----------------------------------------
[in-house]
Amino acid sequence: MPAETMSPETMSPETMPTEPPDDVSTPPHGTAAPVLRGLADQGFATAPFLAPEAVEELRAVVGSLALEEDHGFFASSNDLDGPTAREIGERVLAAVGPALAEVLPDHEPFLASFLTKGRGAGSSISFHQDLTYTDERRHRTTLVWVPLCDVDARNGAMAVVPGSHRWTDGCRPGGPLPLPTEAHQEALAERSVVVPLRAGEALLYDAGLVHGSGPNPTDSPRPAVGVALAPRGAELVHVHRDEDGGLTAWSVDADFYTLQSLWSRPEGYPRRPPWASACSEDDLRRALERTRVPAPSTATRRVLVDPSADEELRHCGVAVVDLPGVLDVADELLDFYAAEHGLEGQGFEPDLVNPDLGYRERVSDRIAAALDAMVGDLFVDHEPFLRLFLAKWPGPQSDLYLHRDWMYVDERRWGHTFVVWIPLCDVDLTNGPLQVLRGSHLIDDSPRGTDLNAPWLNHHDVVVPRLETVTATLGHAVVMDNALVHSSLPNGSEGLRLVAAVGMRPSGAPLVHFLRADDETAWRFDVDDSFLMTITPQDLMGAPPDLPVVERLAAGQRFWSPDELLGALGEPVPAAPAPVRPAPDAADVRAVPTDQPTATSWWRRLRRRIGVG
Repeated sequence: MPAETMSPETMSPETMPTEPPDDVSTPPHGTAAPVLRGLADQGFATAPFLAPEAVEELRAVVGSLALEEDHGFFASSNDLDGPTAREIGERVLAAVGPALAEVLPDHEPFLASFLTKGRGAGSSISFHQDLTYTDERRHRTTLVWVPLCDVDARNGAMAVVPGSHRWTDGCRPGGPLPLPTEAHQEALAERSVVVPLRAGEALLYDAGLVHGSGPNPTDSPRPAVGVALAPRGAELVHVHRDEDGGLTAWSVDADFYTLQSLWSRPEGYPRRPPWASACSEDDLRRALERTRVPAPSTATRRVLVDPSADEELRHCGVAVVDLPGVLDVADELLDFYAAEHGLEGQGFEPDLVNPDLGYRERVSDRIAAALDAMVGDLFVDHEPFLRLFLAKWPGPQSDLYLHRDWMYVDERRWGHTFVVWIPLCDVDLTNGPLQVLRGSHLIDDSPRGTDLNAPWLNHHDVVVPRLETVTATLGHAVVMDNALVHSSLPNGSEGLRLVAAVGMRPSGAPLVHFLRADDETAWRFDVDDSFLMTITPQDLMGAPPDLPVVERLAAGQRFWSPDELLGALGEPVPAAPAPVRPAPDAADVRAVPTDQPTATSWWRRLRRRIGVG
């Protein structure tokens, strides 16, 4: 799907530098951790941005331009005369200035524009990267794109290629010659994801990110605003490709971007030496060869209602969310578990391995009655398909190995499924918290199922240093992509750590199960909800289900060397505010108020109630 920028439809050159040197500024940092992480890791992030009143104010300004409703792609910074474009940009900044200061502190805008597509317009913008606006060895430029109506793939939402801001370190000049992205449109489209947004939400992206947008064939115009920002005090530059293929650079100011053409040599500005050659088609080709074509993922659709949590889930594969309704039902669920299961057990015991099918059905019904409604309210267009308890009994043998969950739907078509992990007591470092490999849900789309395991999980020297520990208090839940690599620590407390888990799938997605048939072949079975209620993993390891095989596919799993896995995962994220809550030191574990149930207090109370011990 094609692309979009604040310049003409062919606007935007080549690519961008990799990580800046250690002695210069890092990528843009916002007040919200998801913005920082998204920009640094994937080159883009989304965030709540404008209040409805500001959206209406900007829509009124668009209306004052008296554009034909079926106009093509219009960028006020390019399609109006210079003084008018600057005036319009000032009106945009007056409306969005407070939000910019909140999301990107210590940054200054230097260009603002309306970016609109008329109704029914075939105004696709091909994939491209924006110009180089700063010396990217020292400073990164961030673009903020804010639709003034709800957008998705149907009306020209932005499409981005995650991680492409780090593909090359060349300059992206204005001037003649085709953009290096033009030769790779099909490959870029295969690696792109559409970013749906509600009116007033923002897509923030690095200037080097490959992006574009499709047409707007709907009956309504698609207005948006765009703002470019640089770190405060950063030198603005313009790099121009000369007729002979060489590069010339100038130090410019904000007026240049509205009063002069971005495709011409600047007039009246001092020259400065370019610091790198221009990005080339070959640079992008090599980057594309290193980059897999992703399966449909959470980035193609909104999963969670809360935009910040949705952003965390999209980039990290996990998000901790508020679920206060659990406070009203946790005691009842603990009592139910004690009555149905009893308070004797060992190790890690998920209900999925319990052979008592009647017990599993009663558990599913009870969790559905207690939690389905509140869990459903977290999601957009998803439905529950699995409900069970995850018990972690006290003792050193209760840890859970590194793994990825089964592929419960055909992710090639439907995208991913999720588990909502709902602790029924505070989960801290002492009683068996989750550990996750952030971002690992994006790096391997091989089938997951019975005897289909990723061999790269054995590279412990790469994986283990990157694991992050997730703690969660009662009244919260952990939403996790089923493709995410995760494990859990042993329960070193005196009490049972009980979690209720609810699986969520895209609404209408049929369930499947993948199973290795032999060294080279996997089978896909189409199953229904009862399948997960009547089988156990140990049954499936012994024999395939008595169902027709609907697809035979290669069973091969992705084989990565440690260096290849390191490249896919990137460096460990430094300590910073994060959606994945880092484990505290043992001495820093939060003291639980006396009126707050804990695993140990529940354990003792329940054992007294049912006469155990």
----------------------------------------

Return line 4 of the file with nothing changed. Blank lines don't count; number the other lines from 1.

């Protein structure tokens, strides 16, 4: 799907530098951790941005331009005369200035524009990267794109290629010659994801990110605003490709971007030496060869209602969310578990391995009655398909190995499924918290199922240093992509750590199960909800289900060397505010108020109630 920028439809050159040197500024940092992480890791992030009143104010300004409703792609910074474009940009900044200061502190805008597509317009913008606006060895430029109506793939939402801001370190000049992205449109489209947004939400992206947008064939115009920002005090530059293929650079100011053409040599500005050659088609080709074509993922659709949590889930594969309704039902669920299961057990015991099918059905019904409604309210267009308890009994043998969950739907078509992990007591470092490999849900789309395991999980020297520990208090839940690599620590407390888990799938997605048939072949079975209620993993390891095989596919799993896995995962994220809550030191574990149930207090109370011990 094609692309979009604040310049003409062919606007935007080549690519961008990799990580800046250690002695210069890092990528843009916002007040919200998801913005920082998204920009640094994937080159883009989304965030709540404008209040409805500001959206209406900007829509009124668009209306004052008296554009034909079926106009093509219009960028006020390019399609109006210079003084008018600057005036319009000032009106945009007056409306969005407070939000910019909140999301990107210590940054200054230097260009603002309306970016609109008329109704029914075939105004696709091909994939491209924006110009180089700063010396990217020292400073990164961030673009903020804010639709003034709800957008998705149907009306020209932005499409981005995650991680492409780090593909090359060349300059992206204005001037003649085709953009290096033009030769790779099909490959870029295969690696792109559409970013749906509600009116007033923002897509923030690095200037080097490959992006574009499709047409707007709907009956309504698609207005948006765009703002470019640089770190405060950063030198603005313009790099121009000369007729002979060489590069010339100038130090410019904000007026240049509205009063002069971005495709011409600047007039009246001092020259400065370019610091790198221009990005080339070959640079992008090599980057594309290193980059897999992703399966449909959470980035193609909104999963969670809360935009910040949705952003965390999209980039990290996990998000901790508020679920206060659990406070009203946790005691009842603990009592139910004690009555149905009893308070004797060992190790890690998920209900999925319990052979008592009647017990599993009663558990599913009870969790559905207690939690389905509140869990459903977290999601957009998803439905529950699995409900069970995850018990972690006290003792050193209760840890859970590194793994990825089964592929419960055909992710090639439907995208991913999720588990909502709902602790029924505070989960801290002492009683068996989750550990996750952030971002690992994006790096391997091989089938997951019975005897289909990723061999790269054995590279412990790469994986283990990157694991992050997730703690969660009662009244919260952990939403996790089923493709995410995760494990859990042993329960070193005196009490049972009980979690209720609810699986969520895209609404209408049929369930499947993948199973290795032999060294080279996997089978896909189409199953229904009862399948997960009547089988156990140990049954499936012994024999395939008595169902027709609907697809035979290669069973091969992705084989990565440690260096290849390191490249896919990137460096460990430094300590910073994060959606994945880092484990505290043992001495820093939060003291639980006396009126707050804990695993140990529940354990003792329940054992007294049912006469155990």